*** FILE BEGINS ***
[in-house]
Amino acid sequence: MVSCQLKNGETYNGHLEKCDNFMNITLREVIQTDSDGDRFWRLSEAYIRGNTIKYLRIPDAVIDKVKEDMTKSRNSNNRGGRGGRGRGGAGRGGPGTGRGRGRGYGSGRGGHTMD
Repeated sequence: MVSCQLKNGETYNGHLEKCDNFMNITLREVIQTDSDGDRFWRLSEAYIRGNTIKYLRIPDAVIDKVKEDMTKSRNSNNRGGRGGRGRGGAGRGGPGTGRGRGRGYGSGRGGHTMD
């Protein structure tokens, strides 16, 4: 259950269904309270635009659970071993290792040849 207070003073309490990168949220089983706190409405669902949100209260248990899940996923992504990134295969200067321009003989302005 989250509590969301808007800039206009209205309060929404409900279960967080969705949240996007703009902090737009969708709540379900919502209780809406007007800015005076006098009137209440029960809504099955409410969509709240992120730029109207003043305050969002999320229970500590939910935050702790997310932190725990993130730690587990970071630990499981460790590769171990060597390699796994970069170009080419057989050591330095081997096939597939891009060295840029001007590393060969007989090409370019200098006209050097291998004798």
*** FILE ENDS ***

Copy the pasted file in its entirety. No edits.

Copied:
[in-house]
Amino acid sequence: MVSCQLKNGETYNGHLEKCDNFMNITLREVIQTDSDGDRFWRLSEAYIRGNTIKYLRIPDAVIDKVKEDMTKSRNSNNRGGRGGRGRGGAGRGGPGTGRGRGRGYGSGRGGHTMD
Repeated sequence: MVSCQLKNGETYNGHLEKCDNFMNITLREVIQTDSDGDRFWRLSEAYIRGNTIKYLRIPDAVIDKVKEDMTKSRNSNNRGGRGGRGRGGAGRGGPGTGRGRGRGYGSGRGGHTMD
């Protein structure tokens, strides 16, 4: 259950269904309270635009659970071993290792040849 207070003073309490990168949220089983706190409405669902949100209260248990899940996923992504990134295969200067321009003989302005 989250509590969301808007800039206009209205309060929404409900279960967080969705949240996007703009902090737009969708709540379900919502209780809406007007800015005076006098009137209440029960809504099955409410969509709240992120730029109207003043305050969002999320229970500590939910935050702790997310932190725990993130730690587990970071630990499981460790590769171990060597390699796994970069170009080419057989050591330095081997096939597939891009060295840029001007590393060969007989090409370019200098006209050097291998004798």